‘Can an employer delay a gratuity payment by two months?’

Under the UAE Labour Law, all end-of-service payments should be included in the final salary and paid within 14 days

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Question: Does an end-of-service gratuity have to be paid by a certain date after leaving employment?

I will be leaving my job in two weeks’ time and have been told I have to wait two months to be paid what is owed. PY, Abu Dhabi

Answer: This is a mainland employer, so the company is fully subject to the UAE Labour Law.

Ideally, all gratuity payments should be made with the final salary payment and the employer cannot decide to pay it when it suits them.

However, there is a little leeway, as set out in Article 53 of the labour law, which states: “Paying the workers’ entitlements at the end of the contract term, the employer shall pay to the worker, within 14 days from the end date of the contract term, his wages and all his other entitlements stipulated herein and resolutions issued for its implementation, the contract or the establishment’s by-laws.”

If an employer fails to comply with this deadline, the employee can register a case against them with the Ministry of Human Resources and Emiratisation.

New UAE labour laws come into effect

New UAE labour laws come into effect

Q: I am moving to the UAE soon and, while I have a container, I am planning to bring a number of personal items in my hand luggage and suitcase.

I know some countries have issues with bringing in valuables, but can you tell me the rules for the UAE? TH, Australia

A: There are rules about bringing in cash and valuable items, and anything above stated limits must be declared. This is standard for most countries.

The UAE government website states: “Passengers travelling out of or entering the UAE with more than Dh100,000 in cash [$27,229] or an amount equivalent to this in any other currencies or other financial instruments will have to declare it at the customs.”

This includes jewellery, antiques, works of art and other items with a high monetary value.

There is rarely an issue with personal items of jewellery and it is unlikely that a passenger will be asked about a normal amount of personal jewellery that they are wearing.

For large amounts of valuables, it is a good idea to have receipts to demonstrate that they are genuinely owned or for personal use.

Anyone travelling in or out of the UAE can register and declare valuables.

People can register and declare their items via the Afseh app or they can log in to the Federal Authority for Identity, Nationality, Customs and Ports Security (ICP) website.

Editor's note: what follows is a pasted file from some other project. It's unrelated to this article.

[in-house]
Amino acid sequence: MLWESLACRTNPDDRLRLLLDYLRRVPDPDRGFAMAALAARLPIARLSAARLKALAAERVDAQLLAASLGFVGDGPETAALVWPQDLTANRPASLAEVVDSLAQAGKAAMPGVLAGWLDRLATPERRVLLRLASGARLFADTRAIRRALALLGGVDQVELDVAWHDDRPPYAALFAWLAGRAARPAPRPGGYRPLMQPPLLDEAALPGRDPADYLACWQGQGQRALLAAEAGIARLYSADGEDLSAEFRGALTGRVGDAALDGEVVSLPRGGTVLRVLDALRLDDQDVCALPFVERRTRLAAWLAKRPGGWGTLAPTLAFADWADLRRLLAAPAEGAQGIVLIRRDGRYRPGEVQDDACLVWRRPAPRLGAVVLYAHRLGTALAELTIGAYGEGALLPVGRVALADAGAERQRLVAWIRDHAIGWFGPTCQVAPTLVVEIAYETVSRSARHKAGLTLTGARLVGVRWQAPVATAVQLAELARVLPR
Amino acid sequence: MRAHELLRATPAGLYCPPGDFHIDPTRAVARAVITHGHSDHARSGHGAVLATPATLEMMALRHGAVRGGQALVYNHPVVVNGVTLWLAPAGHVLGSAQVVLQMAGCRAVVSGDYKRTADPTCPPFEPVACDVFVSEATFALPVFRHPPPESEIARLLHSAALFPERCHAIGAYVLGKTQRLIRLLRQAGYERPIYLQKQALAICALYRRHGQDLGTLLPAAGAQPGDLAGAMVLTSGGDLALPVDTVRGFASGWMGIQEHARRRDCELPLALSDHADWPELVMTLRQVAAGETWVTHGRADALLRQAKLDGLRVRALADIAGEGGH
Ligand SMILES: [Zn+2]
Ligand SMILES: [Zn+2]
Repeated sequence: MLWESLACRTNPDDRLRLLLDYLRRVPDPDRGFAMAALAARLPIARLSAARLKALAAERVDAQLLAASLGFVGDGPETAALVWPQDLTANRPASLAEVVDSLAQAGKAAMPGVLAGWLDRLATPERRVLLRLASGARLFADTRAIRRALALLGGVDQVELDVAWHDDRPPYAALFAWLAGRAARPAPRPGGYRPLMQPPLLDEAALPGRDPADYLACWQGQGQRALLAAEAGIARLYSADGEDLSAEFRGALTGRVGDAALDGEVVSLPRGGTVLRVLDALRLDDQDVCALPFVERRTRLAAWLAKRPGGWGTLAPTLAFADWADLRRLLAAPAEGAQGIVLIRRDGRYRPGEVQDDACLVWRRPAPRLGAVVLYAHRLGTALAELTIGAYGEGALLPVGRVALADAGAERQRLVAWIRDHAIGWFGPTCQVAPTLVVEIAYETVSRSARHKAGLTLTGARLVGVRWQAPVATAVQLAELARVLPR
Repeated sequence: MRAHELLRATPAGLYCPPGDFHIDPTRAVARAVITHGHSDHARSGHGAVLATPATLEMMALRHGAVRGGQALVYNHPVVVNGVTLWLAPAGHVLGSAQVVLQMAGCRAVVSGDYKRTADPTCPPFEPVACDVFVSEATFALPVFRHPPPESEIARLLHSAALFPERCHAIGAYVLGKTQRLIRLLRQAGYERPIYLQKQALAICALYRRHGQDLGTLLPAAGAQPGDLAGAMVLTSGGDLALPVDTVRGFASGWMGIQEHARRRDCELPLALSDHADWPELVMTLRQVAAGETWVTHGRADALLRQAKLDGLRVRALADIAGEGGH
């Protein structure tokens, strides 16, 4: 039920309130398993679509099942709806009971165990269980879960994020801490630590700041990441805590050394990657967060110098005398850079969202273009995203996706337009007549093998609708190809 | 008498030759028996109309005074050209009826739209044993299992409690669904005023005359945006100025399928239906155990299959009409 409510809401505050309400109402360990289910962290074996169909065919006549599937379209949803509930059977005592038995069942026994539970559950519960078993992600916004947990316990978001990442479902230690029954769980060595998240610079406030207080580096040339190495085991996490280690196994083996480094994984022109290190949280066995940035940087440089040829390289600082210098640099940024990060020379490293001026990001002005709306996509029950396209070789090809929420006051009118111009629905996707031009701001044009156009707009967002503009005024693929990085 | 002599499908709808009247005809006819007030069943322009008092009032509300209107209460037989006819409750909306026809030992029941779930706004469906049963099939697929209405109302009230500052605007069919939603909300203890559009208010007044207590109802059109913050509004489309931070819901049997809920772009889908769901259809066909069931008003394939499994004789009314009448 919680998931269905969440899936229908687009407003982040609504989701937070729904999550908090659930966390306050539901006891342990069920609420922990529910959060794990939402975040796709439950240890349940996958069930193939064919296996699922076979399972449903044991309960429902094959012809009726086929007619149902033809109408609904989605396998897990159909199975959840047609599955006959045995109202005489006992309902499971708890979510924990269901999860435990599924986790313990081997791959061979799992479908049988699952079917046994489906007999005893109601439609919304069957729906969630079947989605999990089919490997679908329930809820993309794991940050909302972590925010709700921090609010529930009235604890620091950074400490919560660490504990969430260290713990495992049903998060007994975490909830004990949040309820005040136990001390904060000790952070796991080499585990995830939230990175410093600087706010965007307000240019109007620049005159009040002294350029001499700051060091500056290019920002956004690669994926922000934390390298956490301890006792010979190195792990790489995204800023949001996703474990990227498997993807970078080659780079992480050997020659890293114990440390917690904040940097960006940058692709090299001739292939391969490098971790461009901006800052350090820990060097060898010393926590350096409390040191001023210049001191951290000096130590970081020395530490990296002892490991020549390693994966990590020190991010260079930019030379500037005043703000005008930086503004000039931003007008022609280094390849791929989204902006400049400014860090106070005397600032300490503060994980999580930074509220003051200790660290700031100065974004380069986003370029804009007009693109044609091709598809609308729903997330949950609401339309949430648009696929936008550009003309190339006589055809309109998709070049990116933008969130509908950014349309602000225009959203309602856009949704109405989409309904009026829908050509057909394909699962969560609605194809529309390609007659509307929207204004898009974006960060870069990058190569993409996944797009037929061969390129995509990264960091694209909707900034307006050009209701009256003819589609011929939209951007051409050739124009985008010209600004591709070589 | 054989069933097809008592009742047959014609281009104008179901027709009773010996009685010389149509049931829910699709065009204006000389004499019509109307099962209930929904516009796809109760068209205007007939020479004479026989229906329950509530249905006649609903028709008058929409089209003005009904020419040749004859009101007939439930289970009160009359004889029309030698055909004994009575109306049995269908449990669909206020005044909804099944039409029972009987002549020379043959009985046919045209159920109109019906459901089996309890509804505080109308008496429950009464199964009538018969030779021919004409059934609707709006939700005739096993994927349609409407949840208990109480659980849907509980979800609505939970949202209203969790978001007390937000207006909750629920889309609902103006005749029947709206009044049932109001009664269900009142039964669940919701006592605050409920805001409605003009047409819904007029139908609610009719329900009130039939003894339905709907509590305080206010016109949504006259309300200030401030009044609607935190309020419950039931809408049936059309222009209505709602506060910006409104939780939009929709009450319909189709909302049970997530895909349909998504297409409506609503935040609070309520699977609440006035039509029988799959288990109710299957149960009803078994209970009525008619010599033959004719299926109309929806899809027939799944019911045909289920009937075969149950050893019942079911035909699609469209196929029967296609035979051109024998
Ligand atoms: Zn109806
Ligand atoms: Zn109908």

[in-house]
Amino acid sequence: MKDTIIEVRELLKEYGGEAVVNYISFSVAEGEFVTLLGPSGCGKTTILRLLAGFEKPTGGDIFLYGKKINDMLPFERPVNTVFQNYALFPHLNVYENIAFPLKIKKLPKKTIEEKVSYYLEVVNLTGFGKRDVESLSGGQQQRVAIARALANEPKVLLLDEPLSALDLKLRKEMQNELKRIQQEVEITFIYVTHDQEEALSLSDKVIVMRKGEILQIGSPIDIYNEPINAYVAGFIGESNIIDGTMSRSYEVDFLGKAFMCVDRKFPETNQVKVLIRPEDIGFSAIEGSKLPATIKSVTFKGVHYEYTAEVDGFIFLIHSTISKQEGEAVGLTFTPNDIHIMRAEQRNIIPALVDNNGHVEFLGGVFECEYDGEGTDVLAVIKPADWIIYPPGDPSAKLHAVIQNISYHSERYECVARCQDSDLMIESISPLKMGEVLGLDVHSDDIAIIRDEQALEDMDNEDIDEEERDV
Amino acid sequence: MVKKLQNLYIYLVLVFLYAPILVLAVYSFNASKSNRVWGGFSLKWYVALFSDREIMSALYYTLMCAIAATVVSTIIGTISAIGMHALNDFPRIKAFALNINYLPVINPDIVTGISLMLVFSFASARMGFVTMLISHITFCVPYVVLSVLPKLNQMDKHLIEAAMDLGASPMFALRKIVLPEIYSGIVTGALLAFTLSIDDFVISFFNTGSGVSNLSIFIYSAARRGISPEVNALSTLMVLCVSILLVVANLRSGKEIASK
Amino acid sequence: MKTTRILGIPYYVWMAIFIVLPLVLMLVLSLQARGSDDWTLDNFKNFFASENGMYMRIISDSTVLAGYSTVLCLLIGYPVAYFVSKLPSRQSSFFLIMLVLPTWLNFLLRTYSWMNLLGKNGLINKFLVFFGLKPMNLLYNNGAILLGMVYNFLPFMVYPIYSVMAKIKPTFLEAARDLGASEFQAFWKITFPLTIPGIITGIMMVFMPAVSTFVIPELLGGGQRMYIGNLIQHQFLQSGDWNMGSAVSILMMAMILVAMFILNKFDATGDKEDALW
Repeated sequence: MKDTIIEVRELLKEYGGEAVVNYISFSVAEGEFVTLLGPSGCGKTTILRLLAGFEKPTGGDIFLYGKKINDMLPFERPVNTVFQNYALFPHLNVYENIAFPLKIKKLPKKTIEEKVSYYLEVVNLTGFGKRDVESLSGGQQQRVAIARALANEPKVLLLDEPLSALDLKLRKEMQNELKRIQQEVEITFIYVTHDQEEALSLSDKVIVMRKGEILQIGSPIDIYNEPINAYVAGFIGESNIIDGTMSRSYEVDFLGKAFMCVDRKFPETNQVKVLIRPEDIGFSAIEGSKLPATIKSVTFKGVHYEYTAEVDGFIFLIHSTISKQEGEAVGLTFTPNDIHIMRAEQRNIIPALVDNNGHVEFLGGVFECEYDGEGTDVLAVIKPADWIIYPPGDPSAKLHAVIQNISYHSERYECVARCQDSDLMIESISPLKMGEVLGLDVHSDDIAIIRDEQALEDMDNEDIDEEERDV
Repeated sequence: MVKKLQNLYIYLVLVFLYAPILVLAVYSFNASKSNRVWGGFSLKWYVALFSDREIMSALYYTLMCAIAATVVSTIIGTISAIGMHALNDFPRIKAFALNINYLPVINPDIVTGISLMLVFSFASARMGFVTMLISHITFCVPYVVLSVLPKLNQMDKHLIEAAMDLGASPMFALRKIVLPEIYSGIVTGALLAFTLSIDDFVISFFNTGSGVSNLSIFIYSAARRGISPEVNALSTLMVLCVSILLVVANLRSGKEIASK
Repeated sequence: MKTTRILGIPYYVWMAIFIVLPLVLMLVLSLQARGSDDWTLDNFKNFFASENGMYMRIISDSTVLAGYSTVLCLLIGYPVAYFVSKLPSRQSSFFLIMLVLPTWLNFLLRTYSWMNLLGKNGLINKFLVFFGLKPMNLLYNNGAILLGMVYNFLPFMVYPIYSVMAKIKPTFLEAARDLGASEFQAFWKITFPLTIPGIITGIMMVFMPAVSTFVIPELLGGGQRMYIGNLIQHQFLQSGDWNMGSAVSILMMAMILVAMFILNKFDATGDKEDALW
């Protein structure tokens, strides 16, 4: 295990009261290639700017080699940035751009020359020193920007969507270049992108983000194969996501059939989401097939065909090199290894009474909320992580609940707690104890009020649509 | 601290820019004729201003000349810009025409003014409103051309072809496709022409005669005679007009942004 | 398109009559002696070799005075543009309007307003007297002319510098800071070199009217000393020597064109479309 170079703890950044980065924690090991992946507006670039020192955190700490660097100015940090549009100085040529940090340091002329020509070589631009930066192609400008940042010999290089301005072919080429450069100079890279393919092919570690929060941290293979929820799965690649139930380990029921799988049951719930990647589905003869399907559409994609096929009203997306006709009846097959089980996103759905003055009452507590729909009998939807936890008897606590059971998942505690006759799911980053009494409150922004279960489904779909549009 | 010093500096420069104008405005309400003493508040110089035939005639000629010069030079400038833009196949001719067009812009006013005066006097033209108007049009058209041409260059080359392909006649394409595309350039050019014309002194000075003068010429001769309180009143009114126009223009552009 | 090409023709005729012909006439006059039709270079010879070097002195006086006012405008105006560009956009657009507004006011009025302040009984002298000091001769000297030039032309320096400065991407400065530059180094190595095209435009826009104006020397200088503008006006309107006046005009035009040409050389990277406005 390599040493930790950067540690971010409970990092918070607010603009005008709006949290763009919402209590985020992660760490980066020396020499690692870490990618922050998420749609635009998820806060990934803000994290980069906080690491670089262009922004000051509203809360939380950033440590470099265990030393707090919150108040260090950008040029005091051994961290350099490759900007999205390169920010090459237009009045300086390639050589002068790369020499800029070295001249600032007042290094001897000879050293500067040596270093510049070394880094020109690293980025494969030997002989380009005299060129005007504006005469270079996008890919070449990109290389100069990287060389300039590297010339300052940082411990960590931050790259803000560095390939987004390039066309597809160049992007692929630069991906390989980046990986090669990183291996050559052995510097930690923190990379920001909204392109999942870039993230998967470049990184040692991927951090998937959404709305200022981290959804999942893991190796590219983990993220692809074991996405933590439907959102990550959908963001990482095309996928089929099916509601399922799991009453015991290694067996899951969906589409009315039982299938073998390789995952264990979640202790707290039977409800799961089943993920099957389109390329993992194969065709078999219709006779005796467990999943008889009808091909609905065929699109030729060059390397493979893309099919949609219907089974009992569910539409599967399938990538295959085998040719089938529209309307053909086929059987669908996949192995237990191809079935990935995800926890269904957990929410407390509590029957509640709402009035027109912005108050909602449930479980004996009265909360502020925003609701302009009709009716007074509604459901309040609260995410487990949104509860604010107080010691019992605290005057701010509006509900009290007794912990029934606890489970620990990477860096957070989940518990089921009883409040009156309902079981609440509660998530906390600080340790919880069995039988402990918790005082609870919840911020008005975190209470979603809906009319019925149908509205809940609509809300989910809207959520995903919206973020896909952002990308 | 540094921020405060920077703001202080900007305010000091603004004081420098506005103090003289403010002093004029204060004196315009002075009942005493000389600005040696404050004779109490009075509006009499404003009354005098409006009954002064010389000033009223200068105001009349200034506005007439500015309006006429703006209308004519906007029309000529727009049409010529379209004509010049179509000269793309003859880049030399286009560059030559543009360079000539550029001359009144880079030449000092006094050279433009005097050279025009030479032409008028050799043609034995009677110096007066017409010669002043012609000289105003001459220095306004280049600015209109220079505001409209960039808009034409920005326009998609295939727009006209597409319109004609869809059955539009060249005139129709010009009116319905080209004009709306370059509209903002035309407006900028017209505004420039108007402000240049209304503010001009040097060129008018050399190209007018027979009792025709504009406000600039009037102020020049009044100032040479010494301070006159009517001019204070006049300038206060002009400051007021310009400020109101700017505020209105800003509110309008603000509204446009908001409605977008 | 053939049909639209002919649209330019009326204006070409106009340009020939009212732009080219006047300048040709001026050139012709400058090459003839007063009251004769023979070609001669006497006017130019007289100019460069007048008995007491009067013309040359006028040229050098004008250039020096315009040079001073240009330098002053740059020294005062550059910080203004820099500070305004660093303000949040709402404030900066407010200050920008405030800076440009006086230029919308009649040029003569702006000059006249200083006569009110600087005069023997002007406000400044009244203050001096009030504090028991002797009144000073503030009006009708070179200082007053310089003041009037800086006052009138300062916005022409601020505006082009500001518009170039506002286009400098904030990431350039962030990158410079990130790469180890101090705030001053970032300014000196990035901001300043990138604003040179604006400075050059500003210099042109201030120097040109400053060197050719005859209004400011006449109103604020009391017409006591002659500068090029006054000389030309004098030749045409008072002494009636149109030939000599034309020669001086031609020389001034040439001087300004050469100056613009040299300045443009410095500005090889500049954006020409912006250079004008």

If entering or leaving Dubai, the preferred option is the iDeclare app, issued by Dubai Customs.

The system is designed to stop people who are trying to bypass anti-money laundering regulations for illegal purposes.

Q: I have new neighbours who regularly hold loud parties until late at night.

I have asked them politely to keep the noise down, especially late at night, but they have ignored my requests and say they can do what they want in their own house.

It isn’t fair to inflict this on others almost every weekend, or that I should move to escape it. Is there any law that can stop them? JW, Dubai

A: Noise issues are regulated by Dubai Municipality and covered in Environment Protection Order no 61 of 1991. Chapter seven of this legislation refers to noise control regulations.

The legislation states: “It shall be the duty of the occupier of any premises … to adopt the best practicable means of ensuring that the emission of noise from those premises does not exceed a reasonable level. The level is considered reasonable if it does not exceed 55 decibels during the period 7am to 8pm and 45 decibels during the period 8pm to 7am.”

The topic is also covered more generally in the UAE Civil Law, which makes it clear that residents should not cause a nuisance to others.

Holidays and popular celebrations are generally exempted, within reason, but the rules certainly apply to someone having house parties on a regular basis.

If this noisy neighbour does not respond to a personal request for consideration, a complaint can be made to the Noise Control Officer at Dubai Municipality and official action can be taken if the neighbour refuses to comply.

It is best to telephone the municipality on 800 900 for action to be taken.

However, if there is excessive noise outside of normal working hours, so that people are being significantly disturbed during the night, Dubai Police can be called on their non-emergency number — 901 — and they are very good at putting a stop to such disturbances.

Keren Bobker is an independent financial adviser and senior partner with Holborn Assets in Dubai, with more than 30 years’ experience. Contact her at keren@holbornassets.com. Follow her on Twitter at @FinancialUAE

The advice provided in our columns does not constitute legal advice and is provided for information only

Updated: May 21, 2023, 5:00 AM